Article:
LA Zoo over the top?

Discussion in 'Digital Cameras' started by Charles, Feb 24, 2010.

  1. Charles

    Charles Guest

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  2. Charles

    Bruce Guest


    The zoo is perfectly entitled to ask for the images not to be made
    printable. The rights to images taken on private land rest with the
    landowner unless the landowner expressly grants image rights to a
    photographer.

    A visitor to the zoo will not have had those rights granted to them.
    However, they will normally be entitled to make images for their own
    personal use.
     
    Bruce, Feb 24, 2010
    #2
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  3. Charles

    LOL! Guest

    Is that what you do for all your "safari" snapshots? Your camera probably
    got pinched at a nearby zoo but you were too embarrassed to tell anyone.

    LOL!
     
    LOL!, Feb 25, 2010
    #3
  4. After having read enough of that crap at that link to see what prompted it,
    I'm now firmly convinced that the zoo was and is 100% in the wrong. If they
    don't want anyone taking images at their zoo for their own personal
    purposes, financial gain or otherwise, then they MUST ban all cameras on
    their private property. Failure to do so only lends to further gray-area
    disagreements. Let them explain to that 6 year-old why they can't bring in
    their birthday-present camera. That's their problem now.

    You either get to take photos there for any purpose at all, or none at all.
    They have ZERO right to limit or control your actions beyond the borders of
    their own property. It's called freedom, ever hear of it?

    They're control-freak hypocrites bent on manipulating the populace for
    their own gain, nothing more, nothing less.

    I had thought of visiting that zoo at some point, as a passing curiosity
    while in the area. But now? After they've made their true values public?
    Not on your life. They can go to hell for all I care. And I'll be sure to
    tell everyone I know to not patronize the control-freaks that own and run
    it.

    The same is true of that idiocy in France with their obnoxious Eiffel
    Tower. Either take it down or don't complain about people taking
    photographs of it for their own gain. You silly-assed french twits.

    Quite frankly, I think all zoos should be made illegal. Instead funds
    should be collected to purchase large tracts of land in the animal's native
    environments. That's the only way that species will be preserved. Rather
    than exploiting their demise under the guise of "saving species"--what a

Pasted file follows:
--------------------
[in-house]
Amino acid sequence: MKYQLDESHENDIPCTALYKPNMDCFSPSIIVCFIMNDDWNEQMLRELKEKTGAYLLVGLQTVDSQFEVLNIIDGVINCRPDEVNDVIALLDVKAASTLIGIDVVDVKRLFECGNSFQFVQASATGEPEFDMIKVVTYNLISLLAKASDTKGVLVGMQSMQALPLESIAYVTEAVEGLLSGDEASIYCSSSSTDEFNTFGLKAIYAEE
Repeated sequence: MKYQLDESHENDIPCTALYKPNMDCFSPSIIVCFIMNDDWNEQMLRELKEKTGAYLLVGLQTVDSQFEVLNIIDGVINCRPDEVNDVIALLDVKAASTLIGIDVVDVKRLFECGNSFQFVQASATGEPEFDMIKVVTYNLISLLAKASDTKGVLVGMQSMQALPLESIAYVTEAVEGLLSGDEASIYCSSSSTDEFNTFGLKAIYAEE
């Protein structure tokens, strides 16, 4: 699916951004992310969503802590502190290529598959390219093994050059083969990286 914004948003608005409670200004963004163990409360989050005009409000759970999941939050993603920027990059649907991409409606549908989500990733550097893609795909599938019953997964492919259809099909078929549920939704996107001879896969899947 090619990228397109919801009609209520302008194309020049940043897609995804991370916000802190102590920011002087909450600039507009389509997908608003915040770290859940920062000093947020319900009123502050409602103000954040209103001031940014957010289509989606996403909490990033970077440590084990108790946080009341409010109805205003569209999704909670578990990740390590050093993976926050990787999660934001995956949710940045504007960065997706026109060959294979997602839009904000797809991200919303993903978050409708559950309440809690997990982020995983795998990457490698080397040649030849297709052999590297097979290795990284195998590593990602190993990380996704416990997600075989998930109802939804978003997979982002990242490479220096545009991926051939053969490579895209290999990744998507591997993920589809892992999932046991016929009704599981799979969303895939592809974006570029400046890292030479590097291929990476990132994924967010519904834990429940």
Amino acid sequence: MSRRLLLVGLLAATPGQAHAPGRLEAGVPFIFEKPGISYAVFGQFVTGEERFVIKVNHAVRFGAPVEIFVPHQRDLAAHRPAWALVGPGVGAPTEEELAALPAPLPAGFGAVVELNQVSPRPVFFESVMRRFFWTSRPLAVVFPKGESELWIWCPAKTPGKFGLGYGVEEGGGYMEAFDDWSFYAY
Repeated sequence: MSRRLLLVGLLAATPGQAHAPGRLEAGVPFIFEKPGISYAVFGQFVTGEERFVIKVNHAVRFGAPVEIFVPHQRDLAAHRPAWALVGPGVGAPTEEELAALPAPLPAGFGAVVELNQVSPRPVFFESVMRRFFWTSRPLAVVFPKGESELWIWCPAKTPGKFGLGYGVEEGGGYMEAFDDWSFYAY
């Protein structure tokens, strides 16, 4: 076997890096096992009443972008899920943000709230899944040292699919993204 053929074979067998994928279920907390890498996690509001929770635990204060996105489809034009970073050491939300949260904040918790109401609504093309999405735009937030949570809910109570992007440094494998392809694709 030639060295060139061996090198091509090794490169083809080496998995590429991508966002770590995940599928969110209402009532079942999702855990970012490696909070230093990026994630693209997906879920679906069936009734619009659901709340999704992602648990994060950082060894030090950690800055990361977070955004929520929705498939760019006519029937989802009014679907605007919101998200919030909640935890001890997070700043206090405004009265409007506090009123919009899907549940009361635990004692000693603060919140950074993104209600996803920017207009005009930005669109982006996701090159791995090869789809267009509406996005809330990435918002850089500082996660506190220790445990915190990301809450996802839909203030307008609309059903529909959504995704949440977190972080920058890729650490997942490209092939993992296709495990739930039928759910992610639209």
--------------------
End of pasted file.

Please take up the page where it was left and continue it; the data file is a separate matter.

crock. All that they are teaching humanity is that it's okay to remove
    animals from their native habitats and exploit them, and putting them in
    environments where they won't even reproduce just for their own selfish
    financial gain, no matter how few are left.

    A hypocritical continuum, from self-proclaimed purpose to policy. That's
    all that the are and will ever be.
     
    Charles Chase, Feb 25, 2010
    #4
  5. The LA Zoo is not private property, it's public property paid for by the
    taxpayers.
     
    Pete Stavrakoglou, Feb 25, 2010
    #5
  6. Charles

    Bruce Guest


    That doesn't mean that members of the public are granted unlimited
    rights to sell prints of images that they take at the Zoo.

    Photography *for personal use* is fine, but the definition of personal
    use does not extend to selling prints.
     
    Bruce, Feb 25, 2010
    #6
  7. Charles

    NameHere Guest

    It does too. Unless you live in some communist country. Even the it affords
    the same.

    Are you that much of a kowtowing moron? Some spouse-beater would love
    finding something like you.
     
    NameHere, Feb 25, 2010
    #7
  8. Charles

    NameHere Guest

    It does too. Unless you live in some communist country. Even then it
    affords the same.

    Are you that much of a kowtowing moron? Some spouse-beater would love
    finding something like you.
     
    NameHere, Feb 25, 2010
    #8
  9. I don't see why selling photos of animals taken at a public zoo can be
    restricted by the zoo. It's not as if the photog needs a model release from
    the animal :) Really, it's a public, tax-payer funded zoo. The zoo cannot
    restrict selling of prints, IMO. They may say they can, they ma say photos
    are for personal use only, but that doesn't mean they have a legal right to
    do so. I doubt they do.
     
    Pete Stavrakoglou, Feb 25, 2010
    #9
  10. Charles

    Bruce Guest


    The fact the zoo is owned by an entity that is publicly supported does
    not make it "public" in the sense that you imply. For one thing, if
    it was public, there would be no need for an admission charge.

    Paying to gain admission entitles you to reasonable enjoyment of the
    facilities of the zoo, including photography for personal use. It is
    not reasonable to expect paying the admission fee to grant you
    commercial rights over any images you take while you are there.

    The zoo clearly has put in place a separate arrangement whereby
    photographers who wish to sell images taken at the zoo are asked to
    pay an additional fee.